To better understand numbers like these here are some more: Cologne has 1.024 mio. inhabitants, at the 2013 German general election the Pirate Party were elected by nearly 960,000 people, that’s grotty 2.2 percent of the cast votes. The second most successful German feature film of 2012 – CLOUD ATLAS – sold 1.14 mio. tickets. 1.49 mio. spectators will have visited the Hamburger Schauspielhaus (Germany’s largest theatre) after 1,240 sold-out performances. So a TV audience of 1.49 mio. is not really dazzling but certainly not negligible.

TV are among other things also influenced by the TV slot, by chance and by bad luck. A film or documentary, a series or report, that are scheduled for a sunday night at 8.15 p.m. are starting badly because that is the time of the TATORT (Germany’s most popular crime series), so a great part of the audience would probably watch that no matter what. Then the image of a channel will probably have an effect. And Chance. My film is on at 8.15 p.m. on a week day, things look good, no unusual competition, but then suddenly something happens politically so there are newsflashes and special coverage on TV. Or maybe a Royal Baby is born, or a new pope elected, or there is a football match being covered. In 2013 the television programme with the highest rationgs was the men’s football champions league final, more than 21 mio. watched that on ZDF. It was only determined 4 weeks before in the semi-finals that there would be two German teams in the final, at which point most TV channels would have set their programmes, which then obviously had less chances of a large audience.
On a side note: Thomas Bellut (director general of the ZDF) justified the 50 mio. € that the ZDF paid for one year’s champions league broadcasting (which were broadcast on free TV station Sat1 up to then) especially with wanting to attract new and younger audiences for the HEUTE JOURNAL (a news magazine) that would be broadcast during half-time. Apparently judging from the ratings this plan has come off partially, but maybe it’s just that viewers with the rate measuring boxes left them on during the heute journal but went to the bathroom, or to the kitchen to get more beer, or they turned down the sound and analyzed the first half of the match.
And then there’s also bad luck. The bad luck of hearing of a great show, film or episode too late, after it had already been on, being told by friends who had seen and recommended it. But this sort of bad luck is not so bad any more as in the old day because we have the internet. And of course there are repeats.

Striving for the highest ratings and fighting other channels and the effects this has on programme and people is shown in a vivid, amusing and bitter way in the third season of the Danish TV series BORGEN: the new, hip and young head of programming Alexander Hjort subordinates everything to the pursuit of high TV rates and popularity and forces Torben Friis, head of news, to turn the news broadcasts into some sort of spectacle. But that is a different topic.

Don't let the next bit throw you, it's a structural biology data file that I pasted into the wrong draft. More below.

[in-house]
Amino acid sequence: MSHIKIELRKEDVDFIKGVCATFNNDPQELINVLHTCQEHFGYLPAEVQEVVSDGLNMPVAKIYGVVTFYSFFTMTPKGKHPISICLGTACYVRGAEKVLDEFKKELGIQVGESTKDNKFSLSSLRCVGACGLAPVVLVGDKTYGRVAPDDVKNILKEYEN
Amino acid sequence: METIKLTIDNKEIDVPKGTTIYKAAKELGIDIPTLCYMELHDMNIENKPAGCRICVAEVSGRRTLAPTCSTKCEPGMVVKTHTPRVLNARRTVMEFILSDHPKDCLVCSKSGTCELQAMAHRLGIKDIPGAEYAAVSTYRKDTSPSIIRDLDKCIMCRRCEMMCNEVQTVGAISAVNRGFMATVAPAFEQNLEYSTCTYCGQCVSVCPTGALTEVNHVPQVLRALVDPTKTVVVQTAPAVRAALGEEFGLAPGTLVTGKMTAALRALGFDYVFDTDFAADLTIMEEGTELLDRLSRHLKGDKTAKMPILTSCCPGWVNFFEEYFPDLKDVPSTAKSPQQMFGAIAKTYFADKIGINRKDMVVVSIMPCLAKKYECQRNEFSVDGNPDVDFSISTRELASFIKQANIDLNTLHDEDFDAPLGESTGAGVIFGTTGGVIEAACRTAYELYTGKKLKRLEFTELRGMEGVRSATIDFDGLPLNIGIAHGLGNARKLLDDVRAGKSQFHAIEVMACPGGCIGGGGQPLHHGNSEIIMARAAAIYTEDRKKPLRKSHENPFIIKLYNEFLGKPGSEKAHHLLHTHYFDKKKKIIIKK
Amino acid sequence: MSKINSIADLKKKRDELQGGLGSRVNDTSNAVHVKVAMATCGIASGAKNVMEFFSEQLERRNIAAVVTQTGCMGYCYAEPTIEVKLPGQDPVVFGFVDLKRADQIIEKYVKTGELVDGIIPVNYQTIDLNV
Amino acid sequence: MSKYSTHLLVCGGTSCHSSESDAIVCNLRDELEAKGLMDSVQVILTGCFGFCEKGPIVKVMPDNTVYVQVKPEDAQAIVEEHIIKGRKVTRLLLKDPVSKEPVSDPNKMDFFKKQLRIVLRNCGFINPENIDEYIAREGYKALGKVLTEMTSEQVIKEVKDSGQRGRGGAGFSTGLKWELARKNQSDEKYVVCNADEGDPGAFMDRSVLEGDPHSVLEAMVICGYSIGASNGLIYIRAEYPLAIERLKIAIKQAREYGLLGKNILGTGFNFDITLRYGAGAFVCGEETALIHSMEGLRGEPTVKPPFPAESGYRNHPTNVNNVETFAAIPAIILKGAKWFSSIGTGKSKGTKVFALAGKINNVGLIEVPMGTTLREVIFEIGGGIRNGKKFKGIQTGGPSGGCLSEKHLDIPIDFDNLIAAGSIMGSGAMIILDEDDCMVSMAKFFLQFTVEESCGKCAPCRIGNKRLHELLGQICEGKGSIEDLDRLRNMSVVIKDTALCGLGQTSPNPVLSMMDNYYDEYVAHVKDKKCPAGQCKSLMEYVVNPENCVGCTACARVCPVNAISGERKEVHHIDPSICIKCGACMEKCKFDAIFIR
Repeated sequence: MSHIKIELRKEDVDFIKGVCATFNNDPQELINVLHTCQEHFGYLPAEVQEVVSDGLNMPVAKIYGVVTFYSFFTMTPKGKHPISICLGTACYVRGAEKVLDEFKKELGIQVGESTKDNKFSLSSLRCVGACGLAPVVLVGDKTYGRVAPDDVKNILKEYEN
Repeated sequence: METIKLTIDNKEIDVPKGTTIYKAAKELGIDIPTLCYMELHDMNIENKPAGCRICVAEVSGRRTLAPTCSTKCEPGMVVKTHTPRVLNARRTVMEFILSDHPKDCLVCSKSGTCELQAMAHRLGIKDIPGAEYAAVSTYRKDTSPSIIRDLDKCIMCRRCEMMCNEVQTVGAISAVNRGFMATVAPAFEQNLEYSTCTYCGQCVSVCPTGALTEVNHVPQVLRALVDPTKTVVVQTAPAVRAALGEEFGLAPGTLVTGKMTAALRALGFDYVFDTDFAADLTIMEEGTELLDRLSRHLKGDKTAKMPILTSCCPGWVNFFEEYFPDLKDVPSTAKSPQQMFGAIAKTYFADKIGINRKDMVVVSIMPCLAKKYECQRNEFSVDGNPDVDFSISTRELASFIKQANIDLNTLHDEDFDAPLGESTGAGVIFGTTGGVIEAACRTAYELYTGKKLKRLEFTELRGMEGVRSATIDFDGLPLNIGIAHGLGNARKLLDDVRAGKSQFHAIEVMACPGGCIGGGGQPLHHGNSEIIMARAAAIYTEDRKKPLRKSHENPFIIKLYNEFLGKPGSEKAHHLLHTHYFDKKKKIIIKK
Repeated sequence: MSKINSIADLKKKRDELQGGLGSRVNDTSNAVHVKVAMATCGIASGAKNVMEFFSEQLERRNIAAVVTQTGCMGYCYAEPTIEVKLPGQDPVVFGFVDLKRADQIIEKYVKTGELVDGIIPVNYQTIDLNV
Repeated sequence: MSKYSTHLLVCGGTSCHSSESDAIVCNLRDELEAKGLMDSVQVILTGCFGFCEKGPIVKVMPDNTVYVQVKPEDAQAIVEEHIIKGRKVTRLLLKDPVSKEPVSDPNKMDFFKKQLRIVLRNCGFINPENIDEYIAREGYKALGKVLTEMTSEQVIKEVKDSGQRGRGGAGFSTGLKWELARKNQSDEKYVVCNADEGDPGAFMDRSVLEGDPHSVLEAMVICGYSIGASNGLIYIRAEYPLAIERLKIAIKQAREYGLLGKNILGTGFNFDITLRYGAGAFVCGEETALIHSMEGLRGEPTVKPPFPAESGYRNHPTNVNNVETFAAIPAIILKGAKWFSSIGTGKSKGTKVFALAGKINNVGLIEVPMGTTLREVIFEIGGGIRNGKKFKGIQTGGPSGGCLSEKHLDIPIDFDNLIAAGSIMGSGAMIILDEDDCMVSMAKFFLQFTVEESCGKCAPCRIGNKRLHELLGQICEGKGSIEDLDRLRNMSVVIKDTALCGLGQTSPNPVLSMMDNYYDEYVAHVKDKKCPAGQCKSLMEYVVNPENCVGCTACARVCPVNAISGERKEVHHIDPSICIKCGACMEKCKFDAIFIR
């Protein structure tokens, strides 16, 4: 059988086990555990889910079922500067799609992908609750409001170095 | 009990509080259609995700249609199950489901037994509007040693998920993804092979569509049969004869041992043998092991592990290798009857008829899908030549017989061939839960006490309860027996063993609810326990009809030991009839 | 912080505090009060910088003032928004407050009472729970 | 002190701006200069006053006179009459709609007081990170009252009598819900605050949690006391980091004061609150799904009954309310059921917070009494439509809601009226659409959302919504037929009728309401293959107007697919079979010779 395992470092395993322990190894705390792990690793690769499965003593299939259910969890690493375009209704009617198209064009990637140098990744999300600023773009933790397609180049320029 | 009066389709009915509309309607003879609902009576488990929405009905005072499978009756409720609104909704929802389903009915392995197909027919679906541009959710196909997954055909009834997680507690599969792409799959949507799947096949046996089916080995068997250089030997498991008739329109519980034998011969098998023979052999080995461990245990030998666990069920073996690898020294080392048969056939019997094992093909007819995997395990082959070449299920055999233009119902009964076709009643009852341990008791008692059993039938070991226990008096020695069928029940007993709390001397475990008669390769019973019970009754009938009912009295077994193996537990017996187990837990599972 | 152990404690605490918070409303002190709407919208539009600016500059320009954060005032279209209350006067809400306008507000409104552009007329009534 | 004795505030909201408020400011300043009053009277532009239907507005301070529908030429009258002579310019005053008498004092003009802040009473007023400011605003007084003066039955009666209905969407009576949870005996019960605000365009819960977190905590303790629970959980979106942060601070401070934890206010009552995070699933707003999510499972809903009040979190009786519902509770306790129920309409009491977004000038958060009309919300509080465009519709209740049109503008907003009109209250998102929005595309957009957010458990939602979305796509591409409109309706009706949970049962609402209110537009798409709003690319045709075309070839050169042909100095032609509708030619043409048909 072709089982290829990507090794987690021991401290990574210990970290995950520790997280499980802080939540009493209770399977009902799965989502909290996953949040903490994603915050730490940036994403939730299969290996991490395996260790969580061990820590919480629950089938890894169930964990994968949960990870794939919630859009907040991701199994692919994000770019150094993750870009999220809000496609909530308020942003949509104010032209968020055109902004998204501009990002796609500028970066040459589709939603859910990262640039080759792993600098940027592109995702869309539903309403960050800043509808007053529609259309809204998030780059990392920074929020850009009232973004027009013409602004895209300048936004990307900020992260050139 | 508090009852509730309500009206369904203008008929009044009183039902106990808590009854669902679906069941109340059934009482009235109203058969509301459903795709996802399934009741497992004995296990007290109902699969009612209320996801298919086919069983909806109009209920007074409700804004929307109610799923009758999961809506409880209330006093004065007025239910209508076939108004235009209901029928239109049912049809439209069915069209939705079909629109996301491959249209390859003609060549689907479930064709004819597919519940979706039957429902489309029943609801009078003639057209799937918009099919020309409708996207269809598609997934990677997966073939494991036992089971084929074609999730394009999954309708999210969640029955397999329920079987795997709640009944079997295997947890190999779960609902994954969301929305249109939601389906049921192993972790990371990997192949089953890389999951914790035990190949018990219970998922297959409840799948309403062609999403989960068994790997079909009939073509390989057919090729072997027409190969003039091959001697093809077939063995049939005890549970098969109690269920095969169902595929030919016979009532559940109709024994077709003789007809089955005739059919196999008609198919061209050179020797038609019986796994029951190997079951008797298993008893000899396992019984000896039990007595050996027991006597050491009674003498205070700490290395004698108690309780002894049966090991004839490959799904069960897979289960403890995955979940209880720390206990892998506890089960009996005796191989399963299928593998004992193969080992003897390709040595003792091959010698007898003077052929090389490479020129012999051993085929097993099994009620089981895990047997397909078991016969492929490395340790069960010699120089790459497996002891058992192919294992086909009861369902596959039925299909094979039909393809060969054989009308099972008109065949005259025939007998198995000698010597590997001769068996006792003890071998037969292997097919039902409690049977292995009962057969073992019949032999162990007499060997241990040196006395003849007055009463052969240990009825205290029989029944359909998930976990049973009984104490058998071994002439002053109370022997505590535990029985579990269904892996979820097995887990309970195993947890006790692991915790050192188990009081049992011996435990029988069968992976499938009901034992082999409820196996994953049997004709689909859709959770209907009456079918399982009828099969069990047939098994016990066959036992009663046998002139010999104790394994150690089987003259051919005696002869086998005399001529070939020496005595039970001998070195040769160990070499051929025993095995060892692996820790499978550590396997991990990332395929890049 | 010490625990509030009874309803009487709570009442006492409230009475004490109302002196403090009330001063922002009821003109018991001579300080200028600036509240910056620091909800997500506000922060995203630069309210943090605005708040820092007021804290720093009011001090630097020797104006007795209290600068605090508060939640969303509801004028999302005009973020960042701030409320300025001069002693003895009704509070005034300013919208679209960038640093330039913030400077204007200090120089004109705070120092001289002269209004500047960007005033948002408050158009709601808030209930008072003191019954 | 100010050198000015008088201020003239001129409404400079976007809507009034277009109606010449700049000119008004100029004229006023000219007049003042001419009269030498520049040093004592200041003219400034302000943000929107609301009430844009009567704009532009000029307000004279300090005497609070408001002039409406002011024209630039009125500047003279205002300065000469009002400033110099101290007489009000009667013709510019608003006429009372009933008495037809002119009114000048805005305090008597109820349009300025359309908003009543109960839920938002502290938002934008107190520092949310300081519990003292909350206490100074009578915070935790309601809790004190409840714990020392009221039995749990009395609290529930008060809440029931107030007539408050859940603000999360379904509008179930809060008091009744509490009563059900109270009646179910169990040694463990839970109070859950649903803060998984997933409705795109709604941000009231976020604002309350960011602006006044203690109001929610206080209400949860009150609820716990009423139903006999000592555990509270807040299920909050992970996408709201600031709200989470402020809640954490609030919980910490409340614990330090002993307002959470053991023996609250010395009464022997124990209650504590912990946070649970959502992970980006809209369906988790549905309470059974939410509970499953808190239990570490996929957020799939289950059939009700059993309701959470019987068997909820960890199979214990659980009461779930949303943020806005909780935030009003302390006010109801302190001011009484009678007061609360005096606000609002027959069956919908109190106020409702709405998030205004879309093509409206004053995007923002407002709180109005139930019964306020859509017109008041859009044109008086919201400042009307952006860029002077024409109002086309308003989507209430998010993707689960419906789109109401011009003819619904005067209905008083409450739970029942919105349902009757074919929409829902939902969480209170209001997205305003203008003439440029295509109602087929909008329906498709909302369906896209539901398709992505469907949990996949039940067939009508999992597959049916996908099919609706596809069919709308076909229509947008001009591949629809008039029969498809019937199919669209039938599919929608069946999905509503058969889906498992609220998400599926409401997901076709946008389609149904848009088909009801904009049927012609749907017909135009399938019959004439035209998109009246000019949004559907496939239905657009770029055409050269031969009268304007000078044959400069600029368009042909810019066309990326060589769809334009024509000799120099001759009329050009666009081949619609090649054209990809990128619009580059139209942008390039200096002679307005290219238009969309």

Of course as an actress I am very happy when a film or series that I am is well received and watched by masses. Just as I am happy when some series’ episode that I enjoy as part of the audience is popular and will continue to be produced and broadcast. But for that I – and hopefully the broadcasters – don’t need the ratings. I am also quite sympathetic with great shows that are broadcast on less popular channels and therefore don’t get large audiences (according to the ratings). This goes for quite a number of series being shown on arte (BORGEN, THE SLAP, TOP OF THE LAKE) which all deserve ratings like TATORT, men’s football, FARMER WANTS A WIFE or I’M A CELEBRITY.

But let’s look at another example that shows the absurdity of the ratings quite well: DER TATORTREINIGER (the crime scene cleanup man). This is a funny series produced in the north of Germany by NDR. There were 4 episodes originally that were only seen by 50.000 viewers on average or even less. Of course it has to be taken into account that the episodes were first broadcast between December 23rd and 27th 2011, each time between 3.30 and 5.30 a.m. (!), and that they were hardly advertised. The same goes for the second round of screenings a few days later, episode 1 and 2 were shown on Wednesday Jan. 4 and thursday Jan. 5 2012 around 10.30 p.m., this was announced in a press release two days earlier (The Tatortreiniger with Bjarne Mädel). Episodes 3 and 4 weren’t shown again. Bad TV slots and poor PR. Despite all this a few people watched and loved it, and the Tatortreiniger was nominated for the Grimme Preis (important German TV award) and won in various categories in 2012 and 2013. Now the makers of the show were happy and more episodes were produced, – and broadcast! And today we can read (in German) on the website of the NDR The Tatortreiniger enthuses both the audience and the critics“ – and this in spite of the poor treatment by the NDR itself, and despite poor ratings.

Maybe the fixation on ratings is a remains from the early days of television when perhaps the means for measuring audience were copied from theatre and cinema. Maybe it is some sort of sign of nostalgic longing for times when there were only two TV channles and the audience and ist choices were managable. Or it has to do with higher further better, with larger and larger viewer numbers – instead of just developing a diverse choice for everybody.
Klaus Pierwoß who was the successful director of Bremen Theater for many years once commented on an audience survey. Yes, so these are the preferences of the audience. If we abide by them we may only show operettas. But the theatre has other duties.
By the way, just recently the ZDF terminated two successful high-rated series, the LANDARZT (country doctor) and the FORSTHAUS FALKENAU (forester’s house Falkenau). They are to be replaced by crime series. But that is a different topic.

What is really strange is that basically we all doubt the rating measurements, don’t we? Yet at the same time we believe in them, they are the state of affairs, the golden calf of the industry. Reaching back to „For Heaven’s Sake“: „No, I am not superstitious, but I heard that superstitions also work if you don’t believe in them.“
TV ratings exist, but they should not be taken too seriously.